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Biography
Listeners' reactions to J Townley--Piano Concerto No 2: 
"...probably one of the best "romantic" piano concertos of the XXIst century..."
"...this equals if not beats Saint Saens piano concerto in G minor."
" A masterpiece - Rachmaninoff himself couldn't have done it better. "
" OMG!!! did you compose all this??!! It completely amazed me from the first seconds. "
" Absolutely beautiful work Joe! I'm really impressed!? "
" Love it love it love it even more? than the first time I heard it :) "
" This? is beautiful. "
" I was so enthralled by the opening movement that I just listened to the whole piece at once..."

I wrote this concerto in 2013 to fulfill a youthful dream as an aspiring concert pianist to compose a concerto in the Romantic tradition and then premiere it much in the same way Rachmaninoff did. A severe finger injury at 19 ended that dream but the desire laid dormant in my subconscious through the intervening decades while I was in the business world. In 2011 the concerto finally got written and it became my First Piano Concerto in F-Sharp Minor Opus 1. Yet it wasn't the concerto I had aspired to write, having grown up with Rachmaninoff's Second Concerto playing itself in my head all the time. This Second Piano Concerto is the concerto I would have wished to have written then. I have had no formal training in composition or orchestration--I am entirely self-taught. This is my second attempt at composing.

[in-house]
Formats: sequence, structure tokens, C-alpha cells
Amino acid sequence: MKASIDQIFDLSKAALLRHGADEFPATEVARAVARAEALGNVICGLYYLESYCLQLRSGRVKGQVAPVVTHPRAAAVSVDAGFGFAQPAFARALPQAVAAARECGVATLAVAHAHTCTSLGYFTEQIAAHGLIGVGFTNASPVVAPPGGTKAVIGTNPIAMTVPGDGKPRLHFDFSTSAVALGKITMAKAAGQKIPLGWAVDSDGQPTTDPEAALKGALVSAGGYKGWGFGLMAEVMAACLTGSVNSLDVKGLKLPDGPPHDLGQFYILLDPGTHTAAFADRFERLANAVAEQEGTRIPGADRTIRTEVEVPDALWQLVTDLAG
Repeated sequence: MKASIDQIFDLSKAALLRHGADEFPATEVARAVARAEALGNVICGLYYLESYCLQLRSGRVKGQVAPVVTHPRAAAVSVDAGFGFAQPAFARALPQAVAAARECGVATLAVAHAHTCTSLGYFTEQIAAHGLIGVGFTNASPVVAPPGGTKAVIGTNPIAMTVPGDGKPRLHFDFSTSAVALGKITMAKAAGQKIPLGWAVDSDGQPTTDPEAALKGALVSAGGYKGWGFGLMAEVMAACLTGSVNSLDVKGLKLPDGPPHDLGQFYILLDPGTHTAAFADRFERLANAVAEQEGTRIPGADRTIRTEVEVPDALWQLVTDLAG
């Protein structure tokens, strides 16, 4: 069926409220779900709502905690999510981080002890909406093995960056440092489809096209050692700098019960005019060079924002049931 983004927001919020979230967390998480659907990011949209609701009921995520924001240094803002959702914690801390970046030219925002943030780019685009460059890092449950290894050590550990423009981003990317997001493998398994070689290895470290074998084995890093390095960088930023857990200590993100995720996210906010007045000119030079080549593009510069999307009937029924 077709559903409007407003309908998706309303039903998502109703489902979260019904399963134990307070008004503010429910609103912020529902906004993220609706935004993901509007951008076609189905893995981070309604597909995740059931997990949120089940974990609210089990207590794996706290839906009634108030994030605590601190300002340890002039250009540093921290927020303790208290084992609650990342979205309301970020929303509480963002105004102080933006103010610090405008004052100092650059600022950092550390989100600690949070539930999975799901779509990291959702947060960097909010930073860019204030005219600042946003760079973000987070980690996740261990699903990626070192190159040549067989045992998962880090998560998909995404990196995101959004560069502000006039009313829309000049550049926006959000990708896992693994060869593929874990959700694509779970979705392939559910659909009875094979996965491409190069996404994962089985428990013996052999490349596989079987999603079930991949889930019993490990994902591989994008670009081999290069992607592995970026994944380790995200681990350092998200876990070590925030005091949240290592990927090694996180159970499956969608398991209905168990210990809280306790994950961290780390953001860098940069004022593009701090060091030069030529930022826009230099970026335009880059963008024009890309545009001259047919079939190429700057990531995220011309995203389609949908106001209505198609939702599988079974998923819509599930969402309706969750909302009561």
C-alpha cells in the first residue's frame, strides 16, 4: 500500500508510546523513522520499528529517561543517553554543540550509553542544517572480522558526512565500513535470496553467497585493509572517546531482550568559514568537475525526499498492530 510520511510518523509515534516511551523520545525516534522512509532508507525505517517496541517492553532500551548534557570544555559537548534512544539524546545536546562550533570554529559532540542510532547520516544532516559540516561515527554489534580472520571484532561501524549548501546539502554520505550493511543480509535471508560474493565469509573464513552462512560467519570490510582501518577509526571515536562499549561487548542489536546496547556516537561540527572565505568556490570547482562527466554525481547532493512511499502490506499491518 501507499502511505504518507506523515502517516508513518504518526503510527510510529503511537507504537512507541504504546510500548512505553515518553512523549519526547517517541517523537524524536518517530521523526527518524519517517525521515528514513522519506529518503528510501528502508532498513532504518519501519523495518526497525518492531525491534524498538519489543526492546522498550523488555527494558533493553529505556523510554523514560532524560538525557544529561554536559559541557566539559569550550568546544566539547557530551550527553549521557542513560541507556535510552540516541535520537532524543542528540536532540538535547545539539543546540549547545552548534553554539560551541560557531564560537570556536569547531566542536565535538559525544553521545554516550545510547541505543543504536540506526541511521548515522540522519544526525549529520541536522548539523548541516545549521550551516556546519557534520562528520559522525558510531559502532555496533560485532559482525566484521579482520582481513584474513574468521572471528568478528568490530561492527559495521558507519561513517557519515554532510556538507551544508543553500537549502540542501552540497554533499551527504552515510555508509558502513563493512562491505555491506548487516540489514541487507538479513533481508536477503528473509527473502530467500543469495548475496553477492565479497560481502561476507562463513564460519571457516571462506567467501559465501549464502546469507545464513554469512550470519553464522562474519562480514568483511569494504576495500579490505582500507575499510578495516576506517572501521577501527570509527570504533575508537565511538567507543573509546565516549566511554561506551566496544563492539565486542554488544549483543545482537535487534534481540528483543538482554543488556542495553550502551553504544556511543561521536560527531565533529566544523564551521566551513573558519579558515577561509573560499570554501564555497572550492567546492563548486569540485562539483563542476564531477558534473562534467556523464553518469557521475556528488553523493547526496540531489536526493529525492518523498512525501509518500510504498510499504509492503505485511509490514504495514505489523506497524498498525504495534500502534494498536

1st Movement (quasi una Fantasia) Intro: 0:02 - Main Theme 0:32
2nd Movement (Scherzo) 7:54
3rd Movement (Valse Triste) 13:02
4th Movement (Finale) 16:14

The volume between the 3rd and 4th movements will drop for some strange reason. Please turn the volume up at the start of the 4th mov for maximum enjoyment. 

A video with the concerto's original slow, tender ending is located at
https://www.youtube.com/watch?v=Tq0fuBe1Sgs

A few idiosyncrasies in the notes occurred in the score-to-score transfer. Fortunately 99% of the notes are intact.

The concerto is heavily cyclical, in that many themes and motifs appear here and there throughout the four movements, sometimes in fragments and sometimes in full; sometimes in their natural tempo, sometimes augmented, and sometimes diminuted. Have a little fun trying to spot them. Truthfully, even I am not exactly sure where they all appear since I was working almost at a subconscious level throughout the composition of much of this.
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